Often, these acts of terror were perpetrated in plain sight of the ambivalent Arkansas National Guard, assigned to protect The Nine after the 101st Airborne left. The quote above is from deep in the school year, when it looked like The Nine were going to complete the year, with senior Ernest Green actually graduating from Central High at the end of the year.
Dr. Beals and the remaining students would have continued on the next year, but Arkansas Gov. Orval Faubus closed Central High, rather than have the black students return after their successful, truly triumphant, albeit torturous year. In fact, all across the South, white parents and educators kept their children home, opened up private schools or moved out of town, believing that being in class with black children would threaten their own children’s academic progress and racially segregated way of life.
Please. The story of Dr. Beals and her fellow heroes is not a story of white guilt, but of American patriotism and profound struggle and triumph over “un-Americanness.” There is so much here for all children to own and imitate constructively as potential allies stepping out of the bystander role.
In fact, in the acknowledgment of “Warriors Don’t Cry,” along with many others, Dr. Beals thanks “those very few nameless (white) Central High students who dared to smile or cast a pleasant glance or refused to torture us.” Among others, she also thanks the white Arkansas gentleman who paid for a newspaper ad that read, “When hate is released and bigotry finds a voice, God help us all.”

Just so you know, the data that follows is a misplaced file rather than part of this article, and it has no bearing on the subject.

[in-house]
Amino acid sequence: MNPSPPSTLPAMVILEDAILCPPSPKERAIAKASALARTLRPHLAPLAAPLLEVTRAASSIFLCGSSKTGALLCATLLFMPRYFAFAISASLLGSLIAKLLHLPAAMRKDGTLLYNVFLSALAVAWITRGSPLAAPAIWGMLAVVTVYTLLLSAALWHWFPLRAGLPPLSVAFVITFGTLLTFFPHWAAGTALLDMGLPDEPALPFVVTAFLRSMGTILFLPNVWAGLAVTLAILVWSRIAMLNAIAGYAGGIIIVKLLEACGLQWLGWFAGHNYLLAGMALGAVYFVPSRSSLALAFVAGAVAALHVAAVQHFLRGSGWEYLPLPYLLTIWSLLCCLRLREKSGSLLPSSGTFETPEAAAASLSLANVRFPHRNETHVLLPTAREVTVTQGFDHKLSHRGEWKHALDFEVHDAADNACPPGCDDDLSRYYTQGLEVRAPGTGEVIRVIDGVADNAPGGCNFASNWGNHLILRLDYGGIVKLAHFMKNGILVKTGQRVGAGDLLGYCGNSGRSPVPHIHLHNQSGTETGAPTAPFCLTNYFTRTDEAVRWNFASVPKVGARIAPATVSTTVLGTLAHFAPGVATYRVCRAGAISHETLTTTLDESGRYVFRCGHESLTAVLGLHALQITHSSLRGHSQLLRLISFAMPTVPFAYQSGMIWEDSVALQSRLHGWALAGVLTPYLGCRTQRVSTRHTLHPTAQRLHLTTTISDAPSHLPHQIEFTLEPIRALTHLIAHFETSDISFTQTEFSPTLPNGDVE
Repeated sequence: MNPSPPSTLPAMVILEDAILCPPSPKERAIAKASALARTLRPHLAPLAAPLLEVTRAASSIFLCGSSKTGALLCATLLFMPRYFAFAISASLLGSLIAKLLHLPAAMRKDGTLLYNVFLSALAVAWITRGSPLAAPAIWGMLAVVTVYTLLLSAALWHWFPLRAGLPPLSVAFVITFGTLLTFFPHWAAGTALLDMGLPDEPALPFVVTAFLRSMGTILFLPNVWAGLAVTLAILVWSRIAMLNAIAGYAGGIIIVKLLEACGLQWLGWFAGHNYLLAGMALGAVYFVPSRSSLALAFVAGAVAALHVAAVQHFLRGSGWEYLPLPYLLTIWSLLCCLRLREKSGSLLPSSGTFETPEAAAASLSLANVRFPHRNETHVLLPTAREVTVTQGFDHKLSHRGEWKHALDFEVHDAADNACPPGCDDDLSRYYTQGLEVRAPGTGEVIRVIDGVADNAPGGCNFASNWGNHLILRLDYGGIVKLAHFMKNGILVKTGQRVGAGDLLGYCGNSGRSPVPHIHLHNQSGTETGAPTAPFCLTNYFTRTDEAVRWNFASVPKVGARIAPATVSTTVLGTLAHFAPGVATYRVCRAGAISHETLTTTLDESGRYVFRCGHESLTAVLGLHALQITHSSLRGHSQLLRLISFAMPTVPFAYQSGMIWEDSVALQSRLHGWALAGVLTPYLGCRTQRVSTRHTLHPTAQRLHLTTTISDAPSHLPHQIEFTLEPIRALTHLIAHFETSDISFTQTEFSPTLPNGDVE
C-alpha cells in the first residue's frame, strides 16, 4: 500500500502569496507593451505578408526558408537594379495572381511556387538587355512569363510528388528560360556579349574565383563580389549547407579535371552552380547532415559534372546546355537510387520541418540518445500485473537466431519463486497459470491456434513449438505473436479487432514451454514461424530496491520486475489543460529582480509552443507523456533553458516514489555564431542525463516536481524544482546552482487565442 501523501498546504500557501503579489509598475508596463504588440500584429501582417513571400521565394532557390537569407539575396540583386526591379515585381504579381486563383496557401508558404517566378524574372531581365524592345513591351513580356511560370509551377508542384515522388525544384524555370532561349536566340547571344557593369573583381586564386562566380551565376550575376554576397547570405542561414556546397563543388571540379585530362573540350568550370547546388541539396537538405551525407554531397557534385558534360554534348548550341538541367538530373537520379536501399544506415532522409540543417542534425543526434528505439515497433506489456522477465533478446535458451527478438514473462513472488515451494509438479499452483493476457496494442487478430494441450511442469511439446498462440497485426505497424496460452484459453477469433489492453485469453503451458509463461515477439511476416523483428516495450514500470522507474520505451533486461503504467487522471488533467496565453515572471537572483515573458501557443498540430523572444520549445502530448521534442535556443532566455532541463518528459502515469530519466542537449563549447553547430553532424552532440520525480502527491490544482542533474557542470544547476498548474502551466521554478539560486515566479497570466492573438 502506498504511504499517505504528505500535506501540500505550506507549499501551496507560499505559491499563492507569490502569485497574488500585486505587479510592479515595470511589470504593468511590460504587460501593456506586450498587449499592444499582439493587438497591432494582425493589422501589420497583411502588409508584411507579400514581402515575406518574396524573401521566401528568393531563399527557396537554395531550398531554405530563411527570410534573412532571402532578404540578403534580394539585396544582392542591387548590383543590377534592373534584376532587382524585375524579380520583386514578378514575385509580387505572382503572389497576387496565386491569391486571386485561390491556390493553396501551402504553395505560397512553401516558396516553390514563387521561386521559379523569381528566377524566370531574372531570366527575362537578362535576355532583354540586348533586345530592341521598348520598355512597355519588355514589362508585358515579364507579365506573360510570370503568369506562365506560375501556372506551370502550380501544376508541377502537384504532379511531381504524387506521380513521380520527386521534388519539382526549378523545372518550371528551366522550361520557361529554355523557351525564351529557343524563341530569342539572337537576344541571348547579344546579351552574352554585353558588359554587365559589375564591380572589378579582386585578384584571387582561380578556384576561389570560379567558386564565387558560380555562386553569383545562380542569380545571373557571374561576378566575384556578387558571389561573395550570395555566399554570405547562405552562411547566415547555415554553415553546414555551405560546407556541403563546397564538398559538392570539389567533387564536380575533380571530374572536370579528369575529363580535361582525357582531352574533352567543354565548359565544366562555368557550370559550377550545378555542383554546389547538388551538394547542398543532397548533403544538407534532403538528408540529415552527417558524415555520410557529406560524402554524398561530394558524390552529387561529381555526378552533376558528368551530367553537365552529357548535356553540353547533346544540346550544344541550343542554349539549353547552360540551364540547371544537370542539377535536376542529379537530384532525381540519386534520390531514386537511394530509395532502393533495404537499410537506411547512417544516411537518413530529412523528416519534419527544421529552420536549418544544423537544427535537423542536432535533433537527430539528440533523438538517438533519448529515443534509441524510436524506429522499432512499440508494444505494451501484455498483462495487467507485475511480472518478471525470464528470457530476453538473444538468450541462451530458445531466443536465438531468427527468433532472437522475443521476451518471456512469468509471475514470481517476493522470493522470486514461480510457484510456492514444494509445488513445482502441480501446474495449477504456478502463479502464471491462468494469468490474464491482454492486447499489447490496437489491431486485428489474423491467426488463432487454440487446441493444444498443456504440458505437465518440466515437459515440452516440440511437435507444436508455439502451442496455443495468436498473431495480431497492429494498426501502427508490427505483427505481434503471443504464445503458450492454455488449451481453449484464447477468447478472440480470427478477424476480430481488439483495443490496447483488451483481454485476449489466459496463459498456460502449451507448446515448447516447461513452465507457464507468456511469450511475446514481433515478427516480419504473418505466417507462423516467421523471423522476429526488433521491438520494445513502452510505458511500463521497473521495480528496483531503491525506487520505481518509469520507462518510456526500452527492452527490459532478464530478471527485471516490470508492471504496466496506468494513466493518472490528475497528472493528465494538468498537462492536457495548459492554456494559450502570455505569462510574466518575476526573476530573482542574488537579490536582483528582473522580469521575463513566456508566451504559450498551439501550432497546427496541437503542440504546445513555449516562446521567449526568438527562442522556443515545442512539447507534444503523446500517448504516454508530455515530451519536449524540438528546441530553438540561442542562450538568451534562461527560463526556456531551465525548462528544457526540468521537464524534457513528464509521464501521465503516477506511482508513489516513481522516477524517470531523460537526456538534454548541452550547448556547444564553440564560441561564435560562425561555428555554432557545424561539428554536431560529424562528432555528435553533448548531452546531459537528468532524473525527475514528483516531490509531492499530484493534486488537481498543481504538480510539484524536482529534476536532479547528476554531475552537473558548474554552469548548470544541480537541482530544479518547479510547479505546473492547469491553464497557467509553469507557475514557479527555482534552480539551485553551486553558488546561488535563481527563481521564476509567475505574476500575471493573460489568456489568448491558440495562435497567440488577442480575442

After Central High closed, a white couple, George and Carol McCabe, Quaker activists for social justice, allowed Dr. Beals to finish her senior year in high school in Santa Barbara. Dr. Beals left her own, strong, multi-generational family of change-makers in Little Rock. George (one of the founders of Sonoma State College) and Carol incorporated Dr. Beals into their family as one of their own.
This is a story of such beautiful, authentic complexity, socially, psychologically (i.e., resilience, mob mentality) and politically. And Dr. Beals tells it so eloquently. She did not publish the book until 1994, undermined by episodes that can only be labeled post-traumatic stress, as she fought through the painful flashbacks in writing this important American treasure.